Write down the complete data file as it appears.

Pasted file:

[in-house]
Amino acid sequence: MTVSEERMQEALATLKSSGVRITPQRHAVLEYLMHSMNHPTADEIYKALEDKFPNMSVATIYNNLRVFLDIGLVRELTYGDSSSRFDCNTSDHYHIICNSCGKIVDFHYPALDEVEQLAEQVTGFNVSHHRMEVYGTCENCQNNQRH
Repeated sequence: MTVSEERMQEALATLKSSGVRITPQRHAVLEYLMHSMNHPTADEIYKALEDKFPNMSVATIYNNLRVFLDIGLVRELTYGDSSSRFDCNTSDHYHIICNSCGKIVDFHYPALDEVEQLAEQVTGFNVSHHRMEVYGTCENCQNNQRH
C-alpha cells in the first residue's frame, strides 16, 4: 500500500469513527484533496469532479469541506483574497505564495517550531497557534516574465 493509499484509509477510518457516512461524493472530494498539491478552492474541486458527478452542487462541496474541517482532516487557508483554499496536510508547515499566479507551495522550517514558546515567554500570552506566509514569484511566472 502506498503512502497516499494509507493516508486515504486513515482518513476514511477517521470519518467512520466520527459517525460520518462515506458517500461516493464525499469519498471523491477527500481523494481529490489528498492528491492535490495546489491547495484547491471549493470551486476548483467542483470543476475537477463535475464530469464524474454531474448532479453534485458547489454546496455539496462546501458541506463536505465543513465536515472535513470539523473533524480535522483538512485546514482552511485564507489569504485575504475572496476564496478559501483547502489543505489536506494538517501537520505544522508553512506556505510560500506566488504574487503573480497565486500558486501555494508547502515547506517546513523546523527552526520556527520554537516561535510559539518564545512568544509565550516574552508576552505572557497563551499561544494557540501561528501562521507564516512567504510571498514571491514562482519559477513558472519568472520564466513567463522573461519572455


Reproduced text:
[in-house]
Amino acid sequence: MTVSEERMQEALATLKSSGVRITPQRHAVLEYLMHSMNHPTADEIYKALEDKFPNMSVATIYNNLRVFLDIGLVRELTYGDSSSRFDCNTSDHYHIICNSCGKIVDFHYPALDEVEQLAEQVTGFNVSHHRMEVYGTCENCQNNQRH
Repeated sequence: MTVSEERMQEALATLKSSGVRITPQRHAVLEYLMHSMNHPTADEIYKALEDKFPNMSVATIYNNLRVFLDIGLVRELTYGDSSSRFDCNTSDHYHIICNSCGKIVDFHYPALDEVEQLAEQVTGFNVSHHRMEVYGTCENCQNNQRH
C-alpha cells in the first residue's frame, strides 16, 4: 500500500469513527484533496469532479469541506483574497505564495517550531497557534516574465 493509499484509509477510518457516512461524493472530494498539491478552492474541486458527478452542487462541496474541517482532516487557508483554499496536510508547515499566479507551495522550517514558546515567554500570552506566509514569484511566472 502506498503512502497516499494509507493516508486515504486513515482518513476514511477517521470519518467512520466520527459517525460520518462515506458517500461516493464525499469519498471523491477527500481523494481529490489528498492528491492535490495546489491547495484547491471549493470551486476548483467542483470543476475537477463535475464530469464524474454531474448532479453534485458547489454546496455539496462546501458541506463536505465543513465536515472535513470539523473533524480535522483538512485546514482552511485564507489569504485575504475572496476564496478559501483547502489543505489536506494538517501537520505544522508553512506556505510560500506566488504574487503573480497565486500558486501555494508547502515547506517546513523546523527552526520556527520554537516561535510559539518564545512568544509565550516574552508576552505572557497563551499561544494557540501561528501562521507564516512567504510571498514571491514562482519559477513558472519568472520564466513567463522573461519572455